The most deadly form of skin cancer, malignant melanoma occurs when some cells in the skin begin to develop abnormally. If not treated early, the condition can spread rapidly to the lymph nodes and other organs. Tests performed to investigate the outlook of the condition include sentinel lymph node biopsy, completion lymph node dissection or completion lymphadenectomy.
A recent study carried out by researchers from the Cancer Research UK Manchester Institute and the Institute of Cancer Research London has found two new chemicals that show anti-cancer properties for melanoma with a specific gene mutation that can make it resistant to existing treatments. The two promising compounds which inhibit melanoma development have shown successful results in laboratory tests and are now set for clinical trials.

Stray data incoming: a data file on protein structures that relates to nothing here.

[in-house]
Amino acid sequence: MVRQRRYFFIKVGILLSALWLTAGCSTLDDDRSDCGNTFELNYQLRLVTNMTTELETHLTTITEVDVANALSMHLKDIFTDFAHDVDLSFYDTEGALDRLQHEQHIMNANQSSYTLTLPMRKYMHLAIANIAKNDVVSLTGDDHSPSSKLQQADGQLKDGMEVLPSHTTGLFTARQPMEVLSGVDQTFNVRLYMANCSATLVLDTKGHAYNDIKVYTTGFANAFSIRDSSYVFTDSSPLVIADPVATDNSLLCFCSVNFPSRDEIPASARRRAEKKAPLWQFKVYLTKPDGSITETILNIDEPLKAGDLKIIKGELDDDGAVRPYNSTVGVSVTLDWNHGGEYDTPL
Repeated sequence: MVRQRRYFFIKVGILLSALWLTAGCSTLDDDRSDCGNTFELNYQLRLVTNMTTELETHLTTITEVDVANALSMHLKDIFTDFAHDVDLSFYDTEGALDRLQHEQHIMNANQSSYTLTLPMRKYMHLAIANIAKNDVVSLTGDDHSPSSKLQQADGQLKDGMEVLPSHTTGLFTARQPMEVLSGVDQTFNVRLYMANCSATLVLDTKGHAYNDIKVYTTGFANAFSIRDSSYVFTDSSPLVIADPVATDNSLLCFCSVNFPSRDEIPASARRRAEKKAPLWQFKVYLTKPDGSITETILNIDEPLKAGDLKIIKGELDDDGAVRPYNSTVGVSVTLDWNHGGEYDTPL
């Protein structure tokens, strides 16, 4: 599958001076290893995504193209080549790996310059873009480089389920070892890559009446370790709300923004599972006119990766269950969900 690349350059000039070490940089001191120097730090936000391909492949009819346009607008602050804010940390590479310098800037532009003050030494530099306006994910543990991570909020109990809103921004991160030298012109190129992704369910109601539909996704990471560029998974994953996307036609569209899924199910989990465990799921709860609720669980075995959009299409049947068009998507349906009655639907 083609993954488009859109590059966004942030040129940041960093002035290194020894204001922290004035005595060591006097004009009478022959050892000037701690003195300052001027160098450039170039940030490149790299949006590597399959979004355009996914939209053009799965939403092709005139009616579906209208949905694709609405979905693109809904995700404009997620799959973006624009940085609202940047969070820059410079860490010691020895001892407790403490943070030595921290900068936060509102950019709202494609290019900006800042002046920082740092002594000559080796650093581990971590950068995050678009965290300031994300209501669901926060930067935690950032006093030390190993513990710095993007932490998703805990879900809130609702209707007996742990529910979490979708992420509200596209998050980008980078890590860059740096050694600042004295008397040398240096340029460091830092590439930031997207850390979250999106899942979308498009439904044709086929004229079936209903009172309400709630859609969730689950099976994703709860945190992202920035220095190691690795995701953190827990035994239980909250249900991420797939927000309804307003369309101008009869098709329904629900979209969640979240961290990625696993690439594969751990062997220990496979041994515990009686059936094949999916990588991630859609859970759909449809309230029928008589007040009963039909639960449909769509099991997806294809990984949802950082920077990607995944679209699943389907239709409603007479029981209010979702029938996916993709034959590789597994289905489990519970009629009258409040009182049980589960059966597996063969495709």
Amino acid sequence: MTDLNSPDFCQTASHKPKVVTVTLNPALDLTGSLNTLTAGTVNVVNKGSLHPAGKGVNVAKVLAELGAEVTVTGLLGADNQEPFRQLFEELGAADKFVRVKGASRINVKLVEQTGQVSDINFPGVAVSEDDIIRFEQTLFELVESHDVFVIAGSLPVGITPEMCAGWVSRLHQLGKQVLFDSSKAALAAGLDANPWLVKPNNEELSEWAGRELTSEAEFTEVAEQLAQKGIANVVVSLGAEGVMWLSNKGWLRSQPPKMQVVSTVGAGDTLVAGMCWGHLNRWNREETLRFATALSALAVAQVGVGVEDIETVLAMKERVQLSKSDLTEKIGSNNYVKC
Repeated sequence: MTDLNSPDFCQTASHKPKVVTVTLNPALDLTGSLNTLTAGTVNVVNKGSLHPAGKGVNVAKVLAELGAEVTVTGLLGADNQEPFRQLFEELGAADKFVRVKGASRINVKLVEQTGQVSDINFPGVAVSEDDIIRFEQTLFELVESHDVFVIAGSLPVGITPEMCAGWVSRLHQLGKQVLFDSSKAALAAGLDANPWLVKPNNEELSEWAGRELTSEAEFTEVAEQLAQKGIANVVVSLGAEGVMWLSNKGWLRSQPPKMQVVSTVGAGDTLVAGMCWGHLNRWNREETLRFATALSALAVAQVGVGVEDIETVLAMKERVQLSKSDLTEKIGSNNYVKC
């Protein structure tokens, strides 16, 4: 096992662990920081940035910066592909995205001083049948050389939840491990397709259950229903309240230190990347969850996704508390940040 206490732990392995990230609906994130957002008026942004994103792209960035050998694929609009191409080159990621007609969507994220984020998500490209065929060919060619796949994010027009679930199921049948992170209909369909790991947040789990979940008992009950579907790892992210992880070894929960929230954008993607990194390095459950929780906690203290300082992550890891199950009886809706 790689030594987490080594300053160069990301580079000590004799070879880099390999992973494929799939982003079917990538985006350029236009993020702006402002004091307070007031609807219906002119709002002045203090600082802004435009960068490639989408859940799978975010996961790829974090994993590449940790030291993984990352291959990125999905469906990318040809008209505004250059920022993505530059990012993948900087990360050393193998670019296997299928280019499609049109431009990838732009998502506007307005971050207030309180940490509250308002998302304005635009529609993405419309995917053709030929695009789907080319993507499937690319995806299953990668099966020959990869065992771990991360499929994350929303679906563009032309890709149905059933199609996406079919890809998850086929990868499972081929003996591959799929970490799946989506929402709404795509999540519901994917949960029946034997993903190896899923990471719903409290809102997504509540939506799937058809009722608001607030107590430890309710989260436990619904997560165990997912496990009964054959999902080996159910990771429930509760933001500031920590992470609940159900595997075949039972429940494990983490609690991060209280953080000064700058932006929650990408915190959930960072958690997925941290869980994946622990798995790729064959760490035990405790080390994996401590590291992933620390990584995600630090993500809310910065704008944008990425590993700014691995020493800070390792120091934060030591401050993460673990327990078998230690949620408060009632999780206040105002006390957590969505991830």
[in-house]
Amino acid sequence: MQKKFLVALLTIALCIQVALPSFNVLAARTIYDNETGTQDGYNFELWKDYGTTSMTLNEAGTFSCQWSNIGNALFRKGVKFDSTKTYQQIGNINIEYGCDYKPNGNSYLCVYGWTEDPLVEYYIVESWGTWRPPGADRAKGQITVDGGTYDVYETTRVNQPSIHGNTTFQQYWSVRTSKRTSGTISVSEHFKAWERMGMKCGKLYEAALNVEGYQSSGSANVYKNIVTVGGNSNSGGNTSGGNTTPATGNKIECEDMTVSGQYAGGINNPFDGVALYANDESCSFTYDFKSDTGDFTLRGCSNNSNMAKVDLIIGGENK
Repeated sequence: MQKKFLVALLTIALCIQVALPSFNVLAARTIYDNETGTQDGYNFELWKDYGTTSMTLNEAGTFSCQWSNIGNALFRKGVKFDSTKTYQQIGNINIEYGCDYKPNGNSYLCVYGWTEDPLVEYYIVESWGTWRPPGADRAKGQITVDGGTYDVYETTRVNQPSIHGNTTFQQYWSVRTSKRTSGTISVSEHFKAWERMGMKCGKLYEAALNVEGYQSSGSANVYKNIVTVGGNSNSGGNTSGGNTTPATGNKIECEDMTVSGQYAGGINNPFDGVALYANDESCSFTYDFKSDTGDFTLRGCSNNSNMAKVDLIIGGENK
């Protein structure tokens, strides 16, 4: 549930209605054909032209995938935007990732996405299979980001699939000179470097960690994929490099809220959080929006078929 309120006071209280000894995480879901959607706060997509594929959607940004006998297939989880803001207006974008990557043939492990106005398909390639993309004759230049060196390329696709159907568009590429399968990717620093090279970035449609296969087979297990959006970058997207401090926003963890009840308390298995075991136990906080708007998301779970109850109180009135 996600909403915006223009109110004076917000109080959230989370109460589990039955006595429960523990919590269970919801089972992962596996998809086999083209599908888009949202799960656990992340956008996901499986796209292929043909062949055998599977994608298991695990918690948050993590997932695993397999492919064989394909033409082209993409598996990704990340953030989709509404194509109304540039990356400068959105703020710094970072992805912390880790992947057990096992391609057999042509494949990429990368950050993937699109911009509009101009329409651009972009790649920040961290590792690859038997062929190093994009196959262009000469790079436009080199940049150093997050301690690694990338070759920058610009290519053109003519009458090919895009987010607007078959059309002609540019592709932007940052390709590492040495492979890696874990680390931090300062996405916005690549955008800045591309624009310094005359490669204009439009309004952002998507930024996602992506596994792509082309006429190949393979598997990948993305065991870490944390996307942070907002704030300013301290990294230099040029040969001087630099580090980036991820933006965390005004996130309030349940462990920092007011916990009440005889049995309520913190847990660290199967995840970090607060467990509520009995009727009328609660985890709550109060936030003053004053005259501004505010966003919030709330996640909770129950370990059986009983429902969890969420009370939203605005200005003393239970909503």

The compounds, named CCT196969 and CCT241161, are part of a family called panRAF inhibitors. These inhibitors disrupt the messages a cancer uses to co-ordinate its growth but work using a slightly different mechanism from existing signaling inhibitors.
The team wanted to find new ways of treating malignant melanoma with specific mutation in the BRAF gene which is drug resistant. According to the researchers, existing inhibitors are initially effective to treat melanoma with specific mutation in the BRAF gene. However, in many cases the cancer returns as the drugs stop working, while in other cases, the drugs do not work very well.
The compounds were tested on mice, given orally as a liquid and an injection into a vein. Some experiments involved testing them on human cells cultured in the laboratory. The authors have said that the next stage for research is small-scale, clinical trials to determine if these chemicals have potential for being developed into drugs that could be available to treat people.